Maintaining a safety-first approach during COVID-19

Martin Crawford-Brunt, CEO RightShip. Credit: RightShip

The global economy and the shipping industry have faced their fair share of shocks and pressures in recent years. However, none have been as unprecedented and severe as the COVID-19 pandemic, which is truly stretching the world – and our sector – to its limit. 

The ways in which the commercial impact is being felt throughout shipping varies, as sectors have been hit in different ways. As a critical component of the global economy, there are some worrying forecasts on the horizon. Clarksons Research is predicting that the global shipping industry could see the biggest decline in seaborne trade in 35 years, with a 5% shrink expected throughout 2020.

At the same time, however uncomfortable the outlook for the global economy, the shipping industry has been playing an important part in supporting vital supply chains. In particular, the efforts of the thousands of seafarers and maritime workers – a key and yet largely invisible link in the chain that ensures shelves are stocked and food is on our tables – needs to be recognised by society more broadly and we all have a role in getting this message across now.

The pandemic has once again revealed that our mariner community is largely invisible, but not invulnerable, and this crisis is having an acute impact on them. The latest Seafarers Happiness Index, published in early May 2020, reveals that mariners are experiencing extraordinary fatigue and burnout. One of the key reasons for this is the ongoing challenge of carrying out crew changes safely under COVID-19 resulting in the postponement of needed relief though crew changes. 

This a complex issue to resolve and there is no easy answer to this given the many parties involved and that everyone in the chain has a role to play. For example, the IMO and industry associations like the International Chamber of Shipping (ICS) and BIMCO are working directly with governments and local authorities around the world to facilitate safe crew changes.

Over the last decade, we have seen the improvements brought about through a shared approach to safety and risk mitigation, which has resulted in a reduction of major vessel casualties over the years. However, continuous focus and effort is required to reduce and eliminate all casualties as there is opportunity to improve further. This crisis is placing an unexpected strain on the structures and regulatory framework that our industry has relied on for decades to deliver safer shipping for society.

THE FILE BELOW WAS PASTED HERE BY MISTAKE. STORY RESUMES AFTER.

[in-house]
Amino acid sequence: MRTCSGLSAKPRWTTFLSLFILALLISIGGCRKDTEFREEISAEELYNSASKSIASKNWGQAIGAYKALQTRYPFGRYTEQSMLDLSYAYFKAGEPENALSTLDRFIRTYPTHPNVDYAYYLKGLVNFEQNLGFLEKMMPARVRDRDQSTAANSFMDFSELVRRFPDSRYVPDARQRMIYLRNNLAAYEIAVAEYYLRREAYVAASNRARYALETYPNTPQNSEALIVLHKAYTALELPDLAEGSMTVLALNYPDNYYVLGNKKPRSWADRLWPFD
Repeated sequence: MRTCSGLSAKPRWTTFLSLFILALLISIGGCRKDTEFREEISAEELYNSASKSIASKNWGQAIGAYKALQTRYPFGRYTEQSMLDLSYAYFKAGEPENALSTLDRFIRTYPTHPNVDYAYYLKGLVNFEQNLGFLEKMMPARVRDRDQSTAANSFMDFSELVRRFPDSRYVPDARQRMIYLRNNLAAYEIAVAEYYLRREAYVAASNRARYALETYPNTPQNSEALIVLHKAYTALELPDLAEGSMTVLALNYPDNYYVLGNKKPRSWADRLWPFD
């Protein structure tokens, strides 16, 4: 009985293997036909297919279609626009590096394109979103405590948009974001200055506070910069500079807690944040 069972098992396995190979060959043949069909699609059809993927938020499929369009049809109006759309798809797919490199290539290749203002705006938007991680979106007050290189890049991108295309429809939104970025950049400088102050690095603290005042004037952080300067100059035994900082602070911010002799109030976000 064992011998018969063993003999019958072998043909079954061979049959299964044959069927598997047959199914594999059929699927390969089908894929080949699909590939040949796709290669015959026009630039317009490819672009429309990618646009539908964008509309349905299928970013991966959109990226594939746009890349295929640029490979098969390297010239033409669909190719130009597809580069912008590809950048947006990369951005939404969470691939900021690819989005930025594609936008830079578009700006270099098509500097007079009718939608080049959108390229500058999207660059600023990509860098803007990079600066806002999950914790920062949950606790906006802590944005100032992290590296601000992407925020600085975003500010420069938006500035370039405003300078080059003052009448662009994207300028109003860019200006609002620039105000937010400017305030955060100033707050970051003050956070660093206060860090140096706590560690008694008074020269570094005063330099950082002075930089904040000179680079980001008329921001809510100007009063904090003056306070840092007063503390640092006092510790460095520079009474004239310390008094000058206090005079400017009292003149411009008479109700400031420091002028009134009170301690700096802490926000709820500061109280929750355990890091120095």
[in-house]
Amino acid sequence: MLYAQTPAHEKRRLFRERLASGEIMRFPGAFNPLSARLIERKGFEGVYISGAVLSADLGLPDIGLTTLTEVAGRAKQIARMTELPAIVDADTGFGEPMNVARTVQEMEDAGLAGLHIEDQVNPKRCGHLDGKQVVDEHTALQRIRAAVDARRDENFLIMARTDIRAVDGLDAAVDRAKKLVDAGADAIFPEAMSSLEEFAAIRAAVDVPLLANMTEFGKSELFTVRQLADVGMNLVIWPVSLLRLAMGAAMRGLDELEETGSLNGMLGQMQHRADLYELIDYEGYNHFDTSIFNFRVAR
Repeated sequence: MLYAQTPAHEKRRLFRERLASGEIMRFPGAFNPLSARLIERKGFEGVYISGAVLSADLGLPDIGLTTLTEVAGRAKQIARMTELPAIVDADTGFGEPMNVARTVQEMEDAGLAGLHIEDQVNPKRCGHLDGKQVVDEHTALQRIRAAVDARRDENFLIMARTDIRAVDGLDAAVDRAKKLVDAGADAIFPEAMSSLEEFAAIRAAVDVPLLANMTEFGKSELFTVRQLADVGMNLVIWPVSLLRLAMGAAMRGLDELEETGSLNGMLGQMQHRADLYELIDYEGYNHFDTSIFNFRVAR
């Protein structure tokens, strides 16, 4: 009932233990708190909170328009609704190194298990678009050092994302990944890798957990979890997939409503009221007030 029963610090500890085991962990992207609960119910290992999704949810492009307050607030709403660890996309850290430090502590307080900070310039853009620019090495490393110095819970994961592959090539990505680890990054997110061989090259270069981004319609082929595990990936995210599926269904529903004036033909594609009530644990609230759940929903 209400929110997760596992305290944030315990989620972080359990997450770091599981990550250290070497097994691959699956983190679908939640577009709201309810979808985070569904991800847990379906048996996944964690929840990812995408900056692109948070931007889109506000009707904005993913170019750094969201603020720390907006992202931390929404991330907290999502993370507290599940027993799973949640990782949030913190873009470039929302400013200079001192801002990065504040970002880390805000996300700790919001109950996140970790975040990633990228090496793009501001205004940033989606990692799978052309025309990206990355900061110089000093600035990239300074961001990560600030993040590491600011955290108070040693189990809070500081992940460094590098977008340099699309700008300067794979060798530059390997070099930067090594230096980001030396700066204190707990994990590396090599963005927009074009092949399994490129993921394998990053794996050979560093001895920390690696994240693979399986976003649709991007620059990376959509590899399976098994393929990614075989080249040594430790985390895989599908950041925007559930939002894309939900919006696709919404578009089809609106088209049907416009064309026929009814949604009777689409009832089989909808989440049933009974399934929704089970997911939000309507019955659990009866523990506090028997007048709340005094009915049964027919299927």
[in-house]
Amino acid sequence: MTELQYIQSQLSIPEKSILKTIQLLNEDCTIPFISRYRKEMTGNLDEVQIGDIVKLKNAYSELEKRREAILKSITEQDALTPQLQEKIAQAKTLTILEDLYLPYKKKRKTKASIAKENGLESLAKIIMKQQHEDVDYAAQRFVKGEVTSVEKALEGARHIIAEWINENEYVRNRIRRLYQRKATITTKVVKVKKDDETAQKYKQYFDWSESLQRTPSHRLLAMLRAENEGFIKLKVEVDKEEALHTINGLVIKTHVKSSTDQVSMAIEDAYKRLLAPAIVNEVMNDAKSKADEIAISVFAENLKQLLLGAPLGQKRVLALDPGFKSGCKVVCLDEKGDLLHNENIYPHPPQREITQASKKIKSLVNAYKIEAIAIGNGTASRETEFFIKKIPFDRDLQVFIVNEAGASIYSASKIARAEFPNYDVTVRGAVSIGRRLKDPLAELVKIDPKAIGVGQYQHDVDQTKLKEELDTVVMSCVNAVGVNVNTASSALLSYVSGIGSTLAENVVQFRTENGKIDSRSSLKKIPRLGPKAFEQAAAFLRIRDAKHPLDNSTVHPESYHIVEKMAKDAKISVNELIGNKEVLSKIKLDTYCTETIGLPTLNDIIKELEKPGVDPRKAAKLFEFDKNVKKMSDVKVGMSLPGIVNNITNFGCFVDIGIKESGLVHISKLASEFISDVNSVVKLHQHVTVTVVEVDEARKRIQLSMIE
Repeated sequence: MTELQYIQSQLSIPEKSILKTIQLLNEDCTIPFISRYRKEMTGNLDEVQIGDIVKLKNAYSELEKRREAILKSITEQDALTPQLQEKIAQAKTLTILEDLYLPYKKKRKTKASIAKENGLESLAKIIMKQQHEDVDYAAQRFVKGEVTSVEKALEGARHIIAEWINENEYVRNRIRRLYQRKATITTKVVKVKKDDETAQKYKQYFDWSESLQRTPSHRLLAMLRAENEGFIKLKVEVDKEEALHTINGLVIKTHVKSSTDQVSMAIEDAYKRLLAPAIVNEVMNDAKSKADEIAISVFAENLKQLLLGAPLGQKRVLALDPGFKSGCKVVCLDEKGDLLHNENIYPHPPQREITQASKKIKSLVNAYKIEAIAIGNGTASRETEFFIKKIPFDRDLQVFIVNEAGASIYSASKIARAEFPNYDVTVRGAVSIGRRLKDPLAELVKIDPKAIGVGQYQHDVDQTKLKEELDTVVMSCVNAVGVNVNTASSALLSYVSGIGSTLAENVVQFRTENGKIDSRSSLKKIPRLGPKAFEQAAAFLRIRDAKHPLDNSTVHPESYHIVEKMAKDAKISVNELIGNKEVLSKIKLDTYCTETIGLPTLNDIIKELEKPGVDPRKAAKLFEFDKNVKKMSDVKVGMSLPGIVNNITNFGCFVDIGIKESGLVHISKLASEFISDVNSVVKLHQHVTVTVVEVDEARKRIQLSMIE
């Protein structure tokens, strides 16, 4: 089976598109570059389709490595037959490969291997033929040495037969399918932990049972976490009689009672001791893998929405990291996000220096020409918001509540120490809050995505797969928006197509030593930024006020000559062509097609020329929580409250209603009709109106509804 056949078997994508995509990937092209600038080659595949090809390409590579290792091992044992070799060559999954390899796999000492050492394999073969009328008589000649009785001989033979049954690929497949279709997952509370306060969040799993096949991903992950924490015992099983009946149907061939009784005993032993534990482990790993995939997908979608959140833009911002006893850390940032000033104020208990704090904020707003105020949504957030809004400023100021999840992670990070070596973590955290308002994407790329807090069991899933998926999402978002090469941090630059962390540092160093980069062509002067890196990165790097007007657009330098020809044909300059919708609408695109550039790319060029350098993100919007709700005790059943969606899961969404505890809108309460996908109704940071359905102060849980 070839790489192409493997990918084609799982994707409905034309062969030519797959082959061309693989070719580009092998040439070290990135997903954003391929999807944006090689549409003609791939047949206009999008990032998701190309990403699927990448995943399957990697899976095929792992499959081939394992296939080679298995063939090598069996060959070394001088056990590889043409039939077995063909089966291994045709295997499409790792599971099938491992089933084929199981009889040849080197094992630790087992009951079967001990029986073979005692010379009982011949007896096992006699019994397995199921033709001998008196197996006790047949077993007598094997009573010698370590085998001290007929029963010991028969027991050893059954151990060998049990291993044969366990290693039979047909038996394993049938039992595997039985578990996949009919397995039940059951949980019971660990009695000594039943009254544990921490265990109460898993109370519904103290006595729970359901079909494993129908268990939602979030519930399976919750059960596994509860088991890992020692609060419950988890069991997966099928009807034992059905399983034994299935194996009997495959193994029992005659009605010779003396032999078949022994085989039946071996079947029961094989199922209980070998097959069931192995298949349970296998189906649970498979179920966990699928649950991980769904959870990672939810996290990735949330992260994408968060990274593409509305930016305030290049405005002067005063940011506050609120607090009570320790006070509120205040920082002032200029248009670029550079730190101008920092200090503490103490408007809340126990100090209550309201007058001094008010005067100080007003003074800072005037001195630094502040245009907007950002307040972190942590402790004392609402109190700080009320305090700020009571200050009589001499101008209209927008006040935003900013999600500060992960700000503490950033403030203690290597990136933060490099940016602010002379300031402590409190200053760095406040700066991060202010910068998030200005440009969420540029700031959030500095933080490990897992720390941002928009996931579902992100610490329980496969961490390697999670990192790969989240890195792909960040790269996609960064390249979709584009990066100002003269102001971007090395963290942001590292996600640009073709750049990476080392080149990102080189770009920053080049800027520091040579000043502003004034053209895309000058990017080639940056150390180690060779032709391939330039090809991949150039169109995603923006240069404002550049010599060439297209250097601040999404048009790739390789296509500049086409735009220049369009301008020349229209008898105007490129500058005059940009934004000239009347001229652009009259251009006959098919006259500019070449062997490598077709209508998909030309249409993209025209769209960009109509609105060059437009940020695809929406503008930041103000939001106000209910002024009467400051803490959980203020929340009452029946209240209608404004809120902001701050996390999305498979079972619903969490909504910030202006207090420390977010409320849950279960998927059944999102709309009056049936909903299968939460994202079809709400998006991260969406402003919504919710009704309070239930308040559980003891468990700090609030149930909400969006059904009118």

Navigating the current crisis while ensuring a continued robust approach to safety is a difficult balancing act for the global shipping industry. For the sake of our seafarers, their families, and all supporting our sector throughout this global human emergency, we cannot let our safety standards slip now. We need to ensure we are not merely “kicking the can down the road” and storing up new safety challenges for the future. The lingering commercial impact of the COVID-19 pandemic must not result in safety becoming a victim of our attempts to save cost by adopting shortcuts now.

All parties in the safety chain must remain vigilant to ensure that pragmatism and common sense does not give way to excessive leniency which in turn elevates the safety risk. The safety of the inspector and crew must be protected in line with public health guidance and is a top priority for pre-inspection risk assessments. As a result of our own updated risk assessments, we have seen a high number of inspections be relocated to safer locations. Furthermore, in line with public health advice, we are making sure that inspectors have access to adequate personal and protective equipment and that they work with the crew to follow any new and updated COVID-19 safety procedures on board. Finally, we are trialling a new process to evaluate inspection extension requests using a risk-based methodology that can ensure ships continue to operate with a valid inspection that still mitigates safety risks.

Shipping has a lot to be proud of, and at the end of this crisis, we want to be able to rightly say that as in industry we stepped up and played our part in supporting the global effort to beat COVID-19.